Puja K, Arya AK, Yadav A, Durgesh (2021) A Case Report on Primary Neuroendocrine Cancer of Vagina. Clin Med Rev Case Rep 8:360.

Case Report | OPEN ACCESS DOI: 10.23937/2378-3656/1410360

A Case Report on Primary Neuroendocrine Cancer of Vagina

Kumari Puja*, Ashok Kumar Arya, Arun Yadav and Durgesh

S.N Medical College, Agra, India


Neuroendocrine tumors of the gynaecologic tract are rare, and pose a significant clinical challenge because of the tumor heterogeneity and lack of standardized guidelines for treatment. Primary neuroendocrine tumor of vagina is extremely rare and only 26 cases have been reported so far in literature. Most, but not all, neuroendocrine tumors of the gynaecologic tract have an aggressive clinical course and clinically share similarities with small cell lung cancer. Cumulative data supports a multi-modality therapeutic strategy. A proposed management algorithm for neuroendocrine carcinomas of the vagina is outlined including surgery, radiotherapy and chemotherapy. We report a case of neuroendocrine cancer of vagina which we treated at our institution.


Primary neuroendocrine small cell carcinoma of vagina is a very rare entity. Small cell carcinoma is characterized by its small cells with a scanty amount of cytoplasm and small hyperchromatic nuclei which are about 2-3 times the size of lymphocytes. Only 5% of small cell carcinomas arise in extrapulmonary sites [1]. They have histological, ultrastructural and immunohistochemical features similar to small cell carcinoma reported elsewhere in the body [2-4]. They have an aggressive clinical behaviour and poor prognosis [3,4]. Lack of clinical data and randomized controlled trials pose difficulty in establishment of standard treatment guidelines. Surgical resection is appropriate in selected cases. Radiotherapy along with etoposide/platinum-based chemotherapy is used for neuroendocrine carcinomas of vagina. We came across a case of primary neuroendocrine small cell carcinoma of vagina which we are reporting.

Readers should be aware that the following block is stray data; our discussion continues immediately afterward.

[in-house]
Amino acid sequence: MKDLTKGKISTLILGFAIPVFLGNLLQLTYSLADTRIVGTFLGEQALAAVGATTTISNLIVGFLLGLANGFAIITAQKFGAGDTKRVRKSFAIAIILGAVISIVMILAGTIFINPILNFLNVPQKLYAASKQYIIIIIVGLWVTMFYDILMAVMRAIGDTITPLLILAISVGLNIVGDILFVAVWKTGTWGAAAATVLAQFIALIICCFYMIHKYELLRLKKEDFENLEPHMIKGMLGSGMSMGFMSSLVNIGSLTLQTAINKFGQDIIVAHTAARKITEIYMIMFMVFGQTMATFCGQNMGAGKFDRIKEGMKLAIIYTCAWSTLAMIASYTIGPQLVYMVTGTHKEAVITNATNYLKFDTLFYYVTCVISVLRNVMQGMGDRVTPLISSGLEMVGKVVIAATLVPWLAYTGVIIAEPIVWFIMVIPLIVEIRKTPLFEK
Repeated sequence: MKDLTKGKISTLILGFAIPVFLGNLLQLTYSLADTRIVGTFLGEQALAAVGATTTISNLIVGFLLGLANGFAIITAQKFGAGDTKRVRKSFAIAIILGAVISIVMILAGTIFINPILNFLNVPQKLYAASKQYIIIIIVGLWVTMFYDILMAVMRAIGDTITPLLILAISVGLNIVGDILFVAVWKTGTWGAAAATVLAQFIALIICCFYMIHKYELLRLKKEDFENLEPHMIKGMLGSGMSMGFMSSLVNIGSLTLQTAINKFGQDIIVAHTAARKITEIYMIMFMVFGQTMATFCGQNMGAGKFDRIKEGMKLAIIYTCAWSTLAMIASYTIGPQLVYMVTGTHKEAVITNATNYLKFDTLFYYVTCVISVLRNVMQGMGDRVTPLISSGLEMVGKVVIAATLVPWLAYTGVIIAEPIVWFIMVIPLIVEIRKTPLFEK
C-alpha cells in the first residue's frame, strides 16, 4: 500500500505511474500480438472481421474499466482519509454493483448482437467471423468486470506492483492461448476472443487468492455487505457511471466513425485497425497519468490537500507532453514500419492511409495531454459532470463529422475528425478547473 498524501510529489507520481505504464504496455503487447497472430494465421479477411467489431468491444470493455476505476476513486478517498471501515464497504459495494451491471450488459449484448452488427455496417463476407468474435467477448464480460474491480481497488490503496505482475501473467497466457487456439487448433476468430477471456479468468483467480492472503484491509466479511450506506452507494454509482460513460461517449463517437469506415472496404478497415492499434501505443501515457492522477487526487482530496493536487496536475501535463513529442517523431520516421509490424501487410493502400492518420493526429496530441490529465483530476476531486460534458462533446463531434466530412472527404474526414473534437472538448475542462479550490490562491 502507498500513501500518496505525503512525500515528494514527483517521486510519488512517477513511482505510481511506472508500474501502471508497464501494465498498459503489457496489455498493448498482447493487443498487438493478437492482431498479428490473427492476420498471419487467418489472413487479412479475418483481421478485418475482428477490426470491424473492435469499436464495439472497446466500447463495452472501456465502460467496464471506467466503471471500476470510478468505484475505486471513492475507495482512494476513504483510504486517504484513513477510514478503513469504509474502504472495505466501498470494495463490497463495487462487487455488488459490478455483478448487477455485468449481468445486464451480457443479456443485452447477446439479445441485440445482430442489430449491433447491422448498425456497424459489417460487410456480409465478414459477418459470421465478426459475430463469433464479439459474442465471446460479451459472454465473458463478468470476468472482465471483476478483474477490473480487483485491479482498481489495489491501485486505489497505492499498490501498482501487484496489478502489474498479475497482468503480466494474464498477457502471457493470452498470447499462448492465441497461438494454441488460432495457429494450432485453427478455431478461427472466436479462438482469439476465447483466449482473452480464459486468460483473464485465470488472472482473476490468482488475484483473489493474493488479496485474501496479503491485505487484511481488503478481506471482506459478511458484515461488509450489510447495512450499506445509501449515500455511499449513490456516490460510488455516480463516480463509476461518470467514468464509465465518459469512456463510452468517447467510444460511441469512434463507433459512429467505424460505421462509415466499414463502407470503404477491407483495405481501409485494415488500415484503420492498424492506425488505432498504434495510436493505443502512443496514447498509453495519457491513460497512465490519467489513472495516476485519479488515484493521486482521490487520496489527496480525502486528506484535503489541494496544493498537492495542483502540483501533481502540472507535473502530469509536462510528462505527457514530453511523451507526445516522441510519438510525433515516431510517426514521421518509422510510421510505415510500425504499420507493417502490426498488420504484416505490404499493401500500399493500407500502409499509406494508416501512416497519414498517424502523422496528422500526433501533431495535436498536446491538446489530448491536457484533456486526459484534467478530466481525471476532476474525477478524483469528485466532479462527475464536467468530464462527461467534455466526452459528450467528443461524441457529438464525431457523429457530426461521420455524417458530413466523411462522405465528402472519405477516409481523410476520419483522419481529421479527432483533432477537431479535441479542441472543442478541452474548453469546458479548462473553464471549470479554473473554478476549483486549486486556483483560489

A 50-years-old post-menopausal female, G2P2L2, presented to our OPD with the complains of intermittent bleeding per vagina for 2 months which was not associated with any foul smell but was associated with intermittent pain in lower abdomen. No associated comorbidities or no significant family history was found.

She underwent gynaecologic examination which showed a firm growth involving the upper third of vagina. Per rectal examination showed no involvement of the rectal mucosa or the parametrium. A punch biopsy was done which showed poorly differentiated malignant neoplasm. On microscopic examination highly cellular, irregular nests of tumor cells were seen surrounding the stroma. Also, sheets of monotonous round cells infiltrating the subepithelial tissue was seen. Overlying squamous epithelium was unremarkable. Overall morphology was suggestive of malignant round cell tumor. On IHC examination, tumor cells were immunopositive for Ck (dim positive), Synaptophysin (dim positive), chromogranin (dim positive). Ki67 index was 90%. Tumor cells were immunonegative for LCA, CD20, Mic-2, Desmin, P63 and Vimentin.

Whole body pet scan showed FDG avid heterogeneously enhancing lesion in vagina, enlarged right external iliac lymph node and enlarged left internal iliac lymph node not separable from left adnexa. No lesions were seen in the lungs or any other site and there were no complains of flushing, diarrhoea, hypercalcemia, or hypoglycaemia. Hence, we made a diagnosis of non-functional Primary neuroendocrine carcinoma of vagina (Figure 1).

Figure 1: Pretreatment PETCT vs. PETCT at relapse. View Figure 1

The patient was sent for surgical opinion but could not be operated due to involvement of lymph nodes. The patient was planned for 6 cycles of combination chemotherapy with cisplatin and etoposide but she was not ready for long term treatment with chemotherapy. So, we treated her with EBRT to whole pelvis by AP-PA fields using cobalt 60 to a total dose of 50 Gy in 25 fractions, 5 fractions per week regimen.